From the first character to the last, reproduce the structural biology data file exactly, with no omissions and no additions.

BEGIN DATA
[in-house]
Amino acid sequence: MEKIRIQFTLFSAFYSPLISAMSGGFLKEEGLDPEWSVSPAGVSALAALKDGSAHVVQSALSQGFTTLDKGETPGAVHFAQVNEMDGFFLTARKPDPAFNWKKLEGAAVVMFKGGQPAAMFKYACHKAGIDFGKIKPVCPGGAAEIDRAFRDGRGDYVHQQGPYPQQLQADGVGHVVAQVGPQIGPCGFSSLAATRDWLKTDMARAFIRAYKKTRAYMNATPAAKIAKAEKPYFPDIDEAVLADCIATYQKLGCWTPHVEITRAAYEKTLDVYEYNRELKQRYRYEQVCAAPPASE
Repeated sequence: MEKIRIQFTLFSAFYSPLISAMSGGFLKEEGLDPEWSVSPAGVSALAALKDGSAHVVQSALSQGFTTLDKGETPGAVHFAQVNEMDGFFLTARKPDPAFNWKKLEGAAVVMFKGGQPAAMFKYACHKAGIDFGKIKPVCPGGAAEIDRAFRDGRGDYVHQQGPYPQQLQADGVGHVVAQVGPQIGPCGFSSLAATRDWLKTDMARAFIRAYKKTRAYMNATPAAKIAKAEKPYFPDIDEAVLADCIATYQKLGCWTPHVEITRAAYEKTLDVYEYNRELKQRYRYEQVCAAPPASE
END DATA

[in-house]
Amino acid sequence: MEKIRIQFTLFSAFYSPLISAMSGGFLKEEGLDPEWSVSPAGVSALAALKDGSAHVVQSALSQGFTTLDKGETPGAVHFAQVNEMDGFFLTARKPDPAFNWKKLEGAAVVMFKGGQPAAMFKYACHKAGIDFGKIKPVCPGGAAEIDRAFRDGRGDYVHQQGPYPQQLQADGVGHVVAQVGPQIGPCGFSSLAATRDWLKTDMARAFIRAYKKTRAYMNATPAAKIAKAEKPYFPDIDEAVLADCIATYQKLGCWTPHVEITRAAYEKTLDVYEYNRELKQRYRYEQVCAAPPASE
Repeated sequence: MEKIRIQFTLFSAFYSPLISAMSGGFLKEEGLDPEWSVSPAGVSALAALKDGSAHVVQSALSQGFTTLDKGETPGAVHFAQVNEMDGFFLTARKPDPAFNWKKLEGAAVVMFKGGQPAAMFKYACHKAGIDFGKIKPVCPGGAAEIDRAFRDGRGDYVHQQGPYPQQLQADGVGHVVAQVGPQIGPCGFSSLAATRDWLKTDMARAFIRAYKKTRAYMNATPAAKIAKAEKPYFPDIDEAVLADCIATYQKLGCWTPHVEITRAAYEKTLDVYEYNRELKQRYRYEQVCAAPPASE